Ever wonder how much your home is worth? How does it compare to the one you are looking to purchase? Many factors go into a home’s value and price tag. Let us dive into the most common factors that influence a home’s value.

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Location

Everyone has different ideas as to the perfect location, but real estate agents take into account three primary indicators for location:

  • Quality of local schools
  • Proximity to shopping, entertainment, etc.
  • Employment opportunities within a reasonable commute.

You as a buyer may care more or less about some of these factors, but each of them affects the amount people are willing to pay for it. Other factors that might come into account are proximity to highways (not too close or too far away), quality of public transit, even how the utility grid is laid out. Location matters almost more than anything.

Size and Usable Space

Yes, square footage is important. Very important, in fact; home prices are generally estimated at price per square foot.

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Usable space is important here. Garages, attics, and unfinished basements don’t count. (Finishing a basement can greatly increase a home’s value). Bedrooms and bathrooms are the most valuable.

There are sometimes local trends in the preferred numbers of bedrooms and bathrooms. One synergy that can shoot a price up is a large number of bedrooms in a neighborhood with good schools.

Age and Condition

To a certain point, newer homes are worth more, because they have newer plumbing, electrical systems, roof, etc. Newer houses are more likely to be move-in ready and less likely to need extensive renovations either at move-in or a few years later.

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Lax maintenance causes a home to deteriorate faster, and dated kitchens and bathrooms can also lower value. The flip side of the coin is that nice old houses in historic districts, that are well-maintained, are often worth more. Landmark status can also increase the value significantly. Some sellers might find updating the kitchen and bathroom a worthwhile investment.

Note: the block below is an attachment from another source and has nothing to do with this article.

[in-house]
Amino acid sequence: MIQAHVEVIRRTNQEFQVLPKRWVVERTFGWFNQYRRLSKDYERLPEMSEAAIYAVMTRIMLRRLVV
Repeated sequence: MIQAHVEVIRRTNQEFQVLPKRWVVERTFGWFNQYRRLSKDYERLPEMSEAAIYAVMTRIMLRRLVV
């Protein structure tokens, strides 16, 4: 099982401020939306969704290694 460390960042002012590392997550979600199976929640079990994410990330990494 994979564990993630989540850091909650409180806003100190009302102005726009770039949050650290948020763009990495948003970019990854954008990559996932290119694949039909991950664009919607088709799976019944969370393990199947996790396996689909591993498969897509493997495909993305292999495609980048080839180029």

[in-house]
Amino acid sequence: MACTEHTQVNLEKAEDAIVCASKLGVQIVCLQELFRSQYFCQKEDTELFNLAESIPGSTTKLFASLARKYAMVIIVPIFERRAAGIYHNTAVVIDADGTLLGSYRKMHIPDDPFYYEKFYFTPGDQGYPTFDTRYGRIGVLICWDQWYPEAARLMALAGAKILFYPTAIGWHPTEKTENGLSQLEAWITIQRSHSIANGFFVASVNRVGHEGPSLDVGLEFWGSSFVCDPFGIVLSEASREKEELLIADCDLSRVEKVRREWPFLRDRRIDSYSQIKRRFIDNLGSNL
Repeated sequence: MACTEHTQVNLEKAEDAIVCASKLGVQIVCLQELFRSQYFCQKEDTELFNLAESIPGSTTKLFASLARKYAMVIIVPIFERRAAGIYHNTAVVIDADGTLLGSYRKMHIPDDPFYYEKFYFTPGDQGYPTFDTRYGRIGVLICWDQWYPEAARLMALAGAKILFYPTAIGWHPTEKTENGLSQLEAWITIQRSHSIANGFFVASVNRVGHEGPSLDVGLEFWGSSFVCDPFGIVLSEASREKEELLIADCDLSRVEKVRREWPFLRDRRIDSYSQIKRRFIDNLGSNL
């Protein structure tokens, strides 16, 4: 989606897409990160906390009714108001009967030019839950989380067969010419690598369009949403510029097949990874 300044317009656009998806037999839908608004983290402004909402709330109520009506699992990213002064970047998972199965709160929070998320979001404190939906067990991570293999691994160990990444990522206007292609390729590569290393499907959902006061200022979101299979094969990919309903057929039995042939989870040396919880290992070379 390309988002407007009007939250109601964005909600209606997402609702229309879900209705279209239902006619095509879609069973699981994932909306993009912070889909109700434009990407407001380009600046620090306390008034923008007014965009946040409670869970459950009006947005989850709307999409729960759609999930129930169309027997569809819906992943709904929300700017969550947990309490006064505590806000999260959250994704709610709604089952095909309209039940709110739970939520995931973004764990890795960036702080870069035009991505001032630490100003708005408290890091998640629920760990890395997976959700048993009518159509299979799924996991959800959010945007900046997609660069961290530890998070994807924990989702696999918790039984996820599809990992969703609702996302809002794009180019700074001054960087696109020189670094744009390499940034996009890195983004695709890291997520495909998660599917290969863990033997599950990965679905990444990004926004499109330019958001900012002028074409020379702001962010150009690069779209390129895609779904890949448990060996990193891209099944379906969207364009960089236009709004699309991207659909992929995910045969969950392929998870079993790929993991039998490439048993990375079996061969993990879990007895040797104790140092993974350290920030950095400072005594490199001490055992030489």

Living Styles and Fashions

The fact that there are fashions in home design that reflect how people live was highlighted recently: The trend towards open-plan homes was abruptly reversed by the coronavirus pandemic and the sudden pivot to working and learning at home. The lower value of open plans is likely to linger.

One reason older homes may sometimes fetch a lower price is that they aren’t designed in a way people want to use the space now.

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Curb Appeal

The exterior appearance of the house, yard, etc, is generally lumped under “curb appeal.” A home that looks nice from the street will fetch more, even if what’s impacting curb appeal is temporary. You should remove all clutter before taking pictures of your house’s exterior. Take them on an overcast day if possible. Other factors that affect curb appeal include the condition of the roof, visibility of the house numbers, and even whether your car is outside or in the garage. A car parked outside might tell a buyer that there is not enough storage space inside the home.

Supply and Demand

Obviously, a home’s value is also affected by supply and demand. Prices will fluctuate as neighborhoods and areas become more desirable and with the market. There are also seasonal factors. For example, more people tend to move home in the spring, resulting in prices going up temporarily. There is, of course, nothing you can do about this or interest rates.

Other factors that can affect value include the impact of local building codes, renovation potential of a property, and recent upgrades and updates. While it might seem arcane, there is a good reason for the price being suggested and for the likely price you will get or have to pay.

As a buyer, this might affect where you can afford to live and what your budget will get you. To get preapproved for a mortgage so you know exactly how much home you can afford, contact Atlantic Home Mortgage today.